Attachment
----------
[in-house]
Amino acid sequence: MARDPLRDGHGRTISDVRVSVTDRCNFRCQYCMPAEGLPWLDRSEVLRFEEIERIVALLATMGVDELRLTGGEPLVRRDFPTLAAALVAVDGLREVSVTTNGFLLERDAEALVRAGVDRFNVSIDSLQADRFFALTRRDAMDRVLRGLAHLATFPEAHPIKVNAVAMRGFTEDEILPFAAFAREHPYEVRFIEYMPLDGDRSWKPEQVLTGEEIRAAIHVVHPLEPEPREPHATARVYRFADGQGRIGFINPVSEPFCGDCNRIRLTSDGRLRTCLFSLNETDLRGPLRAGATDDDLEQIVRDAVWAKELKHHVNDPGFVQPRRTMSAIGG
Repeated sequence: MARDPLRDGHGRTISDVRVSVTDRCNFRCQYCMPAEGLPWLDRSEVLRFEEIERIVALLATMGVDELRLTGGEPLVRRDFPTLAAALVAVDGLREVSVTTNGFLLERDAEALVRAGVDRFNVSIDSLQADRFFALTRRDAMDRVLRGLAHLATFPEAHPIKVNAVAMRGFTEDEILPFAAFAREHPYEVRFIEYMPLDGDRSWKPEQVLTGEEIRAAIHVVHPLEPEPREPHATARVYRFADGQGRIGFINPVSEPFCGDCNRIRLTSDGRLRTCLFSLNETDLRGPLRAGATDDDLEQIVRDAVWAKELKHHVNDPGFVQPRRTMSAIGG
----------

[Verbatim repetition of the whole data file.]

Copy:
[in-house]
Amino acid sequence: MARDPLRDGHGRTISDVRVSVTDRCNFRCQYCMPAEGLPWLDRSEVLRFEEIERIVALLATMGVDELRLTGGEPLVRRDFPTLAAALVAVDGLREVSVTTNGFLLERDAEALVRAGVDRFNVSIDSLQADRFFALTRRDAMDRVLRGLAHLATFPEAHPIKVNAVAMRGFTEDEILPFAAFAREHPYEVRFIEYMPLDGDRSWKPEQVLTGEEIRAAIHVVHPLEPEPREPHATARVYRFADGQGRIGFINPVSEPFCGDCNRIRLTSDGRLRTCLFSLNETDLRGPLRAGATDDDLEQIVRDAVWAKELKHHVNDPGFVQPRRTMSAIGG
Repeated sequence: MARDPLRDGHGRTISDVRVSVTDRCNFRCQYCMPAEGLPWLDRSEVLRFEEIERIVALLATMGVDELRLTGGEPLVRRDFPTLAAALVAVDGLREVSVTTNGFLLERDAEALVRAGVDRFNVSIDSLQADRFFALTRRDAMDRVLRGLAHLATFPEAHPIKVNAVAMRGFTEDEILPFAAFAREHPYEVRFIEYMPLDGDRSWKPEQVLTGEEIRAAIHVVHPLEPEPREPHATARVYRFADGQGRIGFINPVSEPFCGDCNRIRLTSDGRLRTCLFSLNETDLRGPLRAGATDDDLEQIVRDAVWAKELKHHVNDPGFVQPRRTMSAIGG